Newry and Mourne Museum will host its annual Autumn Lecture Series during the month of October. The theme of the series is Landownership in South-West Down and it aims to look at the people, the places and the events that shaped the area since the Plantation of Ulster. An excellent line-up of speakers has been arranged and it promises to be of interest to a wide ranging audience. 

Narrow Water Castle was built in the 1560s for an English garrison to protect an important crossing point at the head of Carlingford Lough.
Narrow Water Castle was built in the 1560s for an English garrison to protect an important crossing point at the head of Carlingford Lough.

The first of three lectures begins on Thursday October 2nd at 7.30pm, with Professor Raymond Gillespie, Lecturer at NUI, Maynooth. 

Professor Gillespie will examine how County Down was different in the seventeenth century. The county was not part of the Ulster Plantation scheme and therefore its landowners were not constrained by the rules and regulations that were set down. This lecture explores the problems of survival and failure of landowners, with the social consequences of the distribution of power in South Down, over the seventeenth century.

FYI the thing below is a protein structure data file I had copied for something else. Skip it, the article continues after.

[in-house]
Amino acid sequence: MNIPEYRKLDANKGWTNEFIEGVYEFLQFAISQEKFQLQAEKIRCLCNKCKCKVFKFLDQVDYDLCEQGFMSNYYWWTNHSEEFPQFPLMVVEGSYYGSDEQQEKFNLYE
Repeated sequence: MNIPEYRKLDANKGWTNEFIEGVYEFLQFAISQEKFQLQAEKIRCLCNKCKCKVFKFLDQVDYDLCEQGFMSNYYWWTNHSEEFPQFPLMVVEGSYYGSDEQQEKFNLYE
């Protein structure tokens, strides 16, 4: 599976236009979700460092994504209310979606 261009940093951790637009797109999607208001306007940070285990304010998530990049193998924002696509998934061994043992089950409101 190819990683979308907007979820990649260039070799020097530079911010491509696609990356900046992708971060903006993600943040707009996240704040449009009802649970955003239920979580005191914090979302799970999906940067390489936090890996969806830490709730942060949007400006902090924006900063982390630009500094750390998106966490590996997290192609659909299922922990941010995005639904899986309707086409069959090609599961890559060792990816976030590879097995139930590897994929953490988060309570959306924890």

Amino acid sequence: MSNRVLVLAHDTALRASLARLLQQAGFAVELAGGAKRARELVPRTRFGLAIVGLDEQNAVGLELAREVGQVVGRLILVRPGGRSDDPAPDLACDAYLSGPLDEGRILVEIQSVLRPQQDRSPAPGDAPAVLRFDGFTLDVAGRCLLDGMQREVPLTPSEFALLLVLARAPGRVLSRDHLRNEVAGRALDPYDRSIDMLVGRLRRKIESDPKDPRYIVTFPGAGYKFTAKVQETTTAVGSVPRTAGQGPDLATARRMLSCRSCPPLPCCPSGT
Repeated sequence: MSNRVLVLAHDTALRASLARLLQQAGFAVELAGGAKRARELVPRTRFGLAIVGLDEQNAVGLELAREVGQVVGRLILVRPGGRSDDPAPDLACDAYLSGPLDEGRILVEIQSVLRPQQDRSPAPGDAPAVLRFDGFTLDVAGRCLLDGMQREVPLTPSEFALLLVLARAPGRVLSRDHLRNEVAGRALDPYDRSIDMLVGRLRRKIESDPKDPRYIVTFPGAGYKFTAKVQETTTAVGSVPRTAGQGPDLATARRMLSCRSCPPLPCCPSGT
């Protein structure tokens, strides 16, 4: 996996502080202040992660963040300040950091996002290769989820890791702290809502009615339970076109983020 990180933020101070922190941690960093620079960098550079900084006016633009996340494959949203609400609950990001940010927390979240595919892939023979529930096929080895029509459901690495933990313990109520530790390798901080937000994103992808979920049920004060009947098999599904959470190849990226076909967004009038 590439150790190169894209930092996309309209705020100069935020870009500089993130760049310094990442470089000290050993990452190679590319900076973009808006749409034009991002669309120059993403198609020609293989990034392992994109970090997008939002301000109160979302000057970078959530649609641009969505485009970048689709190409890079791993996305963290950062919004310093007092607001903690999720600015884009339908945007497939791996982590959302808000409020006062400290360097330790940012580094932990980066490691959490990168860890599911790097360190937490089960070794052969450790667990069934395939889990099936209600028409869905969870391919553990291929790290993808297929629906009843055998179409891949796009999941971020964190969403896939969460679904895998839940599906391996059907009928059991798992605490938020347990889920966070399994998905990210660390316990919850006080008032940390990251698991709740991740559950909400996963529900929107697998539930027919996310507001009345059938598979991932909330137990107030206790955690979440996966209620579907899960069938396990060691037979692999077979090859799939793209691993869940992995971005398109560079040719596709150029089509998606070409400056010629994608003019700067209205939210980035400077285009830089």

On Thursday October 9th at 7.30pm, Dr. Olwen Purdue, Lecturer in Modern Irish History at Queen’s University, Belfast will examine the experience of the Big House in South Ulster during the turbulent period from 1880 through to the early twentieth century. 

Focusing on a number of large estates in Armagh and South Down, the talk will explore the challenges faced by the landlord class over the period as a combination of tenant agitation and government legislation led to the loss of their political and economic ascendancy, the break-up of their estates and, in some cases, the destruction of their country houses.

The final lecture takes place on Thursday October 16th at 7.30pm, by local historian Hugh McShane. This presentation illustrates the history of Warrenpoint, a fascinating example of a town that grew to become a popular holiday and tourist destination, a significant international port, and a thriving community. 

Hugh will tell the story of the economic, social and political history of Warrenpoint, and the role played by leading figures who helped shape its identity, drive its development and establish it as a major influence in South Down and beyond.

Admission to each lecture costs £3 and tea/coffee will be provided. As seating is strictly limited booking is advisable. 

If you require further information or would like to book a place please email or phone 028 3031 3173.

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